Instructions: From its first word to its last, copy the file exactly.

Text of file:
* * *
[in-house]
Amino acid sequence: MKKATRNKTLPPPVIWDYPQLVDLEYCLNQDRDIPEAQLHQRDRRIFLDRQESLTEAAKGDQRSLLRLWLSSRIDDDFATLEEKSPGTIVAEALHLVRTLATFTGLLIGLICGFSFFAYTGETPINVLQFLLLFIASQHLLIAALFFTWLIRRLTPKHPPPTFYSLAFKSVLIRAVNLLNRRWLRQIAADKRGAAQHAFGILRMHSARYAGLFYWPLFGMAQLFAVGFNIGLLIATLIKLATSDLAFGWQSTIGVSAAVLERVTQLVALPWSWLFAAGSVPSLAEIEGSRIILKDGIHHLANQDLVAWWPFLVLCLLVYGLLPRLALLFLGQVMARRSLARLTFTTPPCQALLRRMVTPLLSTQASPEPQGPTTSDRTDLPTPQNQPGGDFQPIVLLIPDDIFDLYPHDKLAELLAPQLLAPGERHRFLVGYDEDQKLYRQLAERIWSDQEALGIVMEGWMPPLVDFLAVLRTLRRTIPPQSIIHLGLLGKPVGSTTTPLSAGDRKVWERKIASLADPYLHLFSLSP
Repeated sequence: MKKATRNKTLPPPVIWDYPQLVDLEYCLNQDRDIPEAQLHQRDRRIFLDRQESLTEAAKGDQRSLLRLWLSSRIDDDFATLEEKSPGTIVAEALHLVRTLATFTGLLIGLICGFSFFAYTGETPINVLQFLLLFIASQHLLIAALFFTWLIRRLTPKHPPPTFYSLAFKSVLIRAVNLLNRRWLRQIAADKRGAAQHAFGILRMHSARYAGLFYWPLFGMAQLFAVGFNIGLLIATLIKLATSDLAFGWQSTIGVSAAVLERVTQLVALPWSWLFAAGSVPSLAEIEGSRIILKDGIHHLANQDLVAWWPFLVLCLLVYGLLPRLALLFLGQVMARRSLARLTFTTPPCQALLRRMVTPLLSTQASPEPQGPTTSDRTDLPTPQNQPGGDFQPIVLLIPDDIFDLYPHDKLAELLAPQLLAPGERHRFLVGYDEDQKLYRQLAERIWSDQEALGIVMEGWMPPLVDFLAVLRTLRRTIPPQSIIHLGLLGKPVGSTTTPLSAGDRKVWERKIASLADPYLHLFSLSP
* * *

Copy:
[in-house]
Amino acid sequence: MKKATRNKTLPPPVIWDYPQLVDLEYCLNQDRDIPEAQLHQRDRRIFLDRQESLTEAAKGDQRSLLRLWLSSRIDDDFATLEEKSPGTIVAEALHLVRTLATFTGLLIGLICGFSFFAYTGETPINVLQFLLLFIASQHLLIAALFFTWLIRRLTPKHPPPTFYSLAFKSVLIRAVNLLNRRWLRQIAADKRGAAQHAFGILRMHSARYAGLFYWPLFGMAQLFAVGFNIGLLIATLIKLATSDLAFGWQSTIGVSAAVLERVTQLVALPWSWLFAAGSVPSLAEIEGSRIILKDGIHHLANQDLVAWWPFLVLCLLVYGLLPRLALLFLGQVMARRSLARLTFTTPPCQALLRRMVTPLLSTQASPEPQGPTTSDRTDLPTPQNQPGGDFQPIVLLIPDDIFDLYPHDKLAELLAPQLLAPGERHRFLVGYDEDQKLYRQLAERIWSDQEALGIVMEGWMPPLVDFLAVLRTLRRTIPPQSIIHLGLLGKPVGSTTTPLSAGDRKVWERKIASLADPYLHLFSLSP
Repeated sequence: MKKATRNKTLPPPVIWDYPQLVDLEYCLNQDRDIPEAQLHQRDRRIFLDRQESLTEAAKGDQRSLLRLWLSSRIDDDFATLEEKSPGTIVAEALHLVRTLATFTGLLIGLICGFSFFAYTGETPINVLQFLLLFIASQHLLIAALFFTWLIRRLTPKHPPPTFYSLAFKSVLIRAVNLLNRRWLRQIAADKRGAAQHAFGILRMHSARYAGLFYWPLFGMAQLFAVGFNIGLLIATLIKLATSDLAFGWQSTIGVSAAVLERVTQLVALPWSWLFAAGSVPSLAEIEGSRIILKDGIHHLANQDLVAWWPFLVLCLLVYGLLPRLALLFLGQVMARRSLARLTFTTPPCQALLRRMVTPLLSTQASPEPQGPTTSDRTDLPTPQNQPGGDFQPIVLLIPDDIFDLYPHDKLAELLAPQLLAPGERHRFLVGYDEDQKLYRQLAERIWSDQEALGIVMEGWMPPLVDFLAVLRTLRRTIPPQSIIHLGLLGKPVGSTTTPLSAGDRKVWERKIASLADPYLHLFSLSP